A Stained Glass Bunting for The New Year
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Melted Crayon Stained Glass Bunting for the Window


How to make a beautiful melted crayon stained glass bunting for New Years or anytime using words, wishes, and images. This is a great family craft project!

A Stained Glass Bunting for the Window! Kid-friendly art activity with melted crayon drawing, watercolor, and oil. Beautiful!!
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As part of our welcoming of the New Year, we started to make a variation of our “Words & Wishes for the New Year” bunting (from The Artful Year book) and then decided to take it in a whole new direction. There are still words and wishes on this one, as well as doodles and drawings, but it turned into a super-colorful stained glass bunting for the window.

Here’s how we did it:

Easy to Make Melted Crayon Stained Glass Bunting

A beautiful stained glass bunting using words, wishes, and images. This is a great family craft project!
This post contains affiliate links.



1. First, make the paper bunting.

Cut the paper into triangles and sew together along the top with a basting stitch on the sewing machine. (OR, if you prefer, you can glue them along a 1/4 ribbon.)

A young girl using crayon to draw on a paper bunting over a heated cookie sheet

2. Preheat the cookie sheet in the oven at 350F.

While the cookie sheet is heating up, protect your work surface by laying down an old towel, folded over.

NOTE: If you want to skip the melted crayon drawing part of this, use oil pastels instead of crayons.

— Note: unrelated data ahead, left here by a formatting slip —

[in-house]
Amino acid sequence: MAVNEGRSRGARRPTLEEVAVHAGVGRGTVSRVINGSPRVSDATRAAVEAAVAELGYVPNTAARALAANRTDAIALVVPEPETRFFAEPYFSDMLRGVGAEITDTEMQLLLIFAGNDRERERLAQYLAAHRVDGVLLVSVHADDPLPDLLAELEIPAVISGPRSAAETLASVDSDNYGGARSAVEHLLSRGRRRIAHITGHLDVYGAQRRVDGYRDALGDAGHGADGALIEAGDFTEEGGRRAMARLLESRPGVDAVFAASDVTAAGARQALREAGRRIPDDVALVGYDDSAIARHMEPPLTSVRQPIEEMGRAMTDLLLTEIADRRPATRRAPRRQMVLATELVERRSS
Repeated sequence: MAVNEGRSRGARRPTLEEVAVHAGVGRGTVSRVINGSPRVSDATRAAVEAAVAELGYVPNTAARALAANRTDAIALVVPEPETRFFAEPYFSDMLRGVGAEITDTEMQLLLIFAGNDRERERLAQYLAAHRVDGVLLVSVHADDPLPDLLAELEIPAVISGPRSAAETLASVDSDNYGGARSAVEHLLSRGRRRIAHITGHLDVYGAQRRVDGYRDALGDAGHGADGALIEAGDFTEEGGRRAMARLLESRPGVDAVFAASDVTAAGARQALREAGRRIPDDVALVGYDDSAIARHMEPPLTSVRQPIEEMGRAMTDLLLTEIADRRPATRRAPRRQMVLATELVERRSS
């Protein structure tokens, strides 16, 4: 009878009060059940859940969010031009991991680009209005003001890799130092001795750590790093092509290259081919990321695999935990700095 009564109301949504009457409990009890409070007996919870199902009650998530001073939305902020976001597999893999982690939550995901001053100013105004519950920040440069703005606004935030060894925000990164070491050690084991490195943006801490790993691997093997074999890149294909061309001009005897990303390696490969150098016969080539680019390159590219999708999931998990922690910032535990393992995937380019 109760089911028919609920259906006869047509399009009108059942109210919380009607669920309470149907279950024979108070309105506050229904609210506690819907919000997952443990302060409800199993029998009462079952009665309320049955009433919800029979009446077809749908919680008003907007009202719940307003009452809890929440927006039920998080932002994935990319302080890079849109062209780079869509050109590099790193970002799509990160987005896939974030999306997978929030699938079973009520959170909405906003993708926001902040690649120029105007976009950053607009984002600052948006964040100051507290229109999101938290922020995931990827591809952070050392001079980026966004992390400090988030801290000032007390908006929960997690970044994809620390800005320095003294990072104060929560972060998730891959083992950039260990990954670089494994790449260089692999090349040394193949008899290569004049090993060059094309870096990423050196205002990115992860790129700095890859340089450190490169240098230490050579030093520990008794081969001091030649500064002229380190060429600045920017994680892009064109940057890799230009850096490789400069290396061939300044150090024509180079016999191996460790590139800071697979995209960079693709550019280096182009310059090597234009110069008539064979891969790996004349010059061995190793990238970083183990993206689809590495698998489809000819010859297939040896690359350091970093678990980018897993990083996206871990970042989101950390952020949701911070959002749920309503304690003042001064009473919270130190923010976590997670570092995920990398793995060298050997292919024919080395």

3. Draw and write on the paper bunting.

Set the hot cookie sheet on the towel, warn the kids about the heat, and give them an oven mitt to protect their non-dominant hand. Lay the paper bunting over the cookie sheet and draw and write on the paper with the crayons. The crayons will melt as they draw. Once the crayons stop melting, put the cookie sheet back into the oven to reheat. Repeat the drawing and reheating process as necessary.

Paper buntings with melted crayon drawings by a child.

Here’s Daphne’s bunting with finished drawings and doodles.

Paper buntings with melted crayon drawings and doodles of an adult.

Here’s one of my buntings with words and mostly white crayon drawings.

Paper buntings with melted crayon drawings and painted with water color.

4. Paint the bunting with liquid watercolor paints.

Let dry. Press the bunting under a heavy book to flatten if necessary (the thinner paper will curl a bit as it dries).

How to Give the Bunting a Stained Glass Effect

A young girl giving the bunting a stained glass effect by applying a thin coat of vegetable oil at the back of the bunting.

5. Paint the back of the bunting with a thin coat of vegetable oil.

Vegetable oil applied at the back of the buntings giving them stained glass effect.

The oil brightens the colors and makes the paper more translucent…

Buntings with melted crayon drawings, water color paint, and vegetable oil giving the overall look of a stained glass bunting.

…so sunlight can shine through all that colorful beauty.

Beautifully made melted crayon stained glass buntings hanging in the window.

I just love how the stained glass bunting looks in the window!

A child coloring the buntings with solid colors using melted crayons without the stained glass effect.

Maia did this activity as well, by the way, but put her own spin on the melted crayon bunting. She “painted” the paper bunting triangles with the melting crayon, covering all but the thinnest strip along the top with a rainbow of solid colors. As well as one special triangle holding all the colors of the rainbow.

I love it too and hung it within a frame on the kids’ art display wall.

10 More Stained Glass Craft Ideas for Kids

  1. Stained Glass Easter Eggs
  2. Melted Crayon Stained Glass Art with Drawings
  3. How to Make Faux Stained Glass Valentines with Black Glue